Separation and Divorce

Child Support for an Adult Child Still in School


In some cases, parents must pay child support to financially help adult children while they are still in school.

Sometimes a judge becomes involved in situations like these:

  • An adult child asks for support from one or both parents for the time it takes to complete her education, but the parent or parents do not want to pay.
  • A parent has been paying child support for a child, but wants to stop paying now that the child is 18. (At 18, children become adults in the eyes of the law.) However, the child’s other parent claims that the child is not financially independent, and should continue to get support payments until he completes his education.

Support Payments for Adult Children Still in School: Factors Considered

Aside from the general factors judges consider in all requests for support payments for adult children, the following criteria are especially important when the adult child is still in school:

  • child’s age
  • child’s state of health
  • grades
  • type of education the child wants
  • education to date
  • how seriously the child is treating the wish to continue studying
  • efforts child is making to cover part of the expenses
  • child’s income and parents’ income
  • child’s expenses
  • parents’ level of education (For example, if the parents have a university education, it is normal that they would want their children to have the same opportunity.)

Real Case: Support Payments Awarded

The father of an adult child was paying child support to the mother to cover their son’s needs. He was 22 years old and studying software engineering. He moved to Montreal and registered for sociology courses at university. His father wanted to cancel the support payments.

The judge refused the father’s request. The father had to continue to make support payments to the mother to cover the son’s expenses. However, the judge held that the support payments should stop once the child completed his degree in software engineering. The father was not required to finance a second degree (in sociology), which was the child’s personal choice.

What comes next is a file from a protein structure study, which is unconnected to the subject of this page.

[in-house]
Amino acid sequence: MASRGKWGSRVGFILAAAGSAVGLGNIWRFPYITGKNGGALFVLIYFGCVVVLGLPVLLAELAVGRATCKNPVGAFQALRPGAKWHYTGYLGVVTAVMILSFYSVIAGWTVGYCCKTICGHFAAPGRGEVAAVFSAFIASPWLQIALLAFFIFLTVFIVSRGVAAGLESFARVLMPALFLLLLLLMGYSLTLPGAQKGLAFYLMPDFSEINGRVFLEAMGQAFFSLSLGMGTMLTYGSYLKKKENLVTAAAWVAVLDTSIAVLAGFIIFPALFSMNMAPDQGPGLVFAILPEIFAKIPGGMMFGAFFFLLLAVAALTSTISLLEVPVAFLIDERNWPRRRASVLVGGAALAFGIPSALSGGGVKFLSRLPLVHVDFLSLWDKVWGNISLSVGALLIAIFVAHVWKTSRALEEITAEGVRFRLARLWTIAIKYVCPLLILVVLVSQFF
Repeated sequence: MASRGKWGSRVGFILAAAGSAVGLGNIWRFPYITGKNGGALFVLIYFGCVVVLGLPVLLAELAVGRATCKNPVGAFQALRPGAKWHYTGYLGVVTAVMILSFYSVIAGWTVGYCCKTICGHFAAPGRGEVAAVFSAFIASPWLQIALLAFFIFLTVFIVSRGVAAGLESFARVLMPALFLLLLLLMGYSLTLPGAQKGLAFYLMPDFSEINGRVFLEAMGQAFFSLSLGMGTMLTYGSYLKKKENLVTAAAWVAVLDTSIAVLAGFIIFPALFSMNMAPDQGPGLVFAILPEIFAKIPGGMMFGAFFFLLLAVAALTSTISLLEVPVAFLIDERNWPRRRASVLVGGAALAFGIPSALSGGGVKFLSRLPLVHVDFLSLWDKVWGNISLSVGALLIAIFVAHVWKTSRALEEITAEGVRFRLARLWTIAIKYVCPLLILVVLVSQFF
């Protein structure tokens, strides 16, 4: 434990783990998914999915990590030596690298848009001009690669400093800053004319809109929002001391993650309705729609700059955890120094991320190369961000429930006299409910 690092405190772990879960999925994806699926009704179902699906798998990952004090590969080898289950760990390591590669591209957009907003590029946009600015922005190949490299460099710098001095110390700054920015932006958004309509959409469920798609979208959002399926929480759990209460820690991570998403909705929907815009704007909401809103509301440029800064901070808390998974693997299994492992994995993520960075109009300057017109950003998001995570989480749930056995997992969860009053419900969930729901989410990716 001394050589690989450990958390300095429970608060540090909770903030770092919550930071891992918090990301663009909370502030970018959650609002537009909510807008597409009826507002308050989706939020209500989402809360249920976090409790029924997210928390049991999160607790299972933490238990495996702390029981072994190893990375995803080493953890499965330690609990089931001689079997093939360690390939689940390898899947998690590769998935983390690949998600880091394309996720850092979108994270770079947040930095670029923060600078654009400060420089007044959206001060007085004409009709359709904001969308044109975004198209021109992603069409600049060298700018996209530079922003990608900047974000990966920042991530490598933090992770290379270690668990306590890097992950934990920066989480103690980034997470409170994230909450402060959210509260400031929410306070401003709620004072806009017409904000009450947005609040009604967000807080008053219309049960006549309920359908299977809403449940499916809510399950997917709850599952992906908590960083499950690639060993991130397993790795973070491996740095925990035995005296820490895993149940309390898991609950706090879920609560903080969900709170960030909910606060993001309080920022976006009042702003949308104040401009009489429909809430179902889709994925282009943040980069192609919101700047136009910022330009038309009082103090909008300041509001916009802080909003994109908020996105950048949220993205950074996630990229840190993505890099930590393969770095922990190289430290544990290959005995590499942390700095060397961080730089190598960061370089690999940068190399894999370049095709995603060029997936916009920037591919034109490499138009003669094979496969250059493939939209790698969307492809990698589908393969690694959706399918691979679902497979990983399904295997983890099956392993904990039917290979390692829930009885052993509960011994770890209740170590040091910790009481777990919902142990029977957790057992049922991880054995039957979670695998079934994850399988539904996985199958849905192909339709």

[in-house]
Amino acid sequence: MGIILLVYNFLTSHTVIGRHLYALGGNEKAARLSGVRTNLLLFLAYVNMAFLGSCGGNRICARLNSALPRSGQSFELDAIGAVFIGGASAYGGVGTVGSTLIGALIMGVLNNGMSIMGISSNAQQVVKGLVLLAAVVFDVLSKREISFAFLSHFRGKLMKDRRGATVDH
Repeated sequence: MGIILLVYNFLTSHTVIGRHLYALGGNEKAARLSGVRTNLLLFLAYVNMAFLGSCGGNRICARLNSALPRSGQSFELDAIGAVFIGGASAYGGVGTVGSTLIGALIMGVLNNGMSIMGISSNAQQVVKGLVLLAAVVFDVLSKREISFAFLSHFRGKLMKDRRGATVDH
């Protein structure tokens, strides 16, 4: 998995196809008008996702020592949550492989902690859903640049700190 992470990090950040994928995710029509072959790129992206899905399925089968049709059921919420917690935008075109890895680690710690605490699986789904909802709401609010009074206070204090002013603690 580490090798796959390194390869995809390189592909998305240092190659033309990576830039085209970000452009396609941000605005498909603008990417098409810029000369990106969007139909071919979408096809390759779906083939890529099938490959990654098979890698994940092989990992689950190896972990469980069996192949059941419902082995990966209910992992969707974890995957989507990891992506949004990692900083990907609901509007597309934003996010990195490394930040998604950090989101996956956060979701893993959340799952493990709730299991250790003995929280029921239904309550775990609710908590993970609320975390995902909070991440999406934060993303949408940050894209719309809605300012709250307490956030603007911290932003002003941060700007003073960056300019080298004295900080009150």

Real Case: Parent Allowed to Stop Support Payments

The adult child used to have a job and was taking correspondence courses. Her grades were not great, but she managed to complete her courses. Then she registered in a silk-screen printing program. She realized early on that she was allergic to the products used in the printing and that she would never be able to work in the field. Even so, she continued the courses. She did not work during her school vacation, preferring to spend time with her boyfriend. Also, she loved to travel and paid for her trips from her savings.

Her father went to court to cancel the support payments. The mother did not agree that he should stop paying. She said that the daughter, 22, wanted to study engineering. She believed that the father should help the daughter pay for her engineering degree.

The judge cancelled the support payments. He explained that the father had already paid for education that turned out to be a waste of time. The judge also questioned the seriousness of the child’s plans, which were too expensive given her father’s financial situation. Also, the adult child did not provide any evidence of her needs. She spent her money travelling and did not have a job.

Program Changes, Course Withdrawals and Failures

An adult child who changes programs, withdraws from certain courses or fails others can still receive support payments from her parents. However, the child cannot just waste time in school.

The court will carefully examine the child’s academic history. Even if judges tend to give a chance to adult children who have had academic difficulties in the past, these same judges might not force a parent to pay support for a child who

  • cannot decide on a program,
  • often withdraws from courses without a good reason, or
  • fails courses several times.

To make sure the child is serious and stays motivated, judges sometimes

  • limit support payments to the expected length of the program, or
  • impose requirements on the child.

“The Court orders the adult child, Benjamin, to provide to his father, the defendant, proof of registration in the Faculty of Medicine, as well as a copy of his class schedule and all student transcripts.”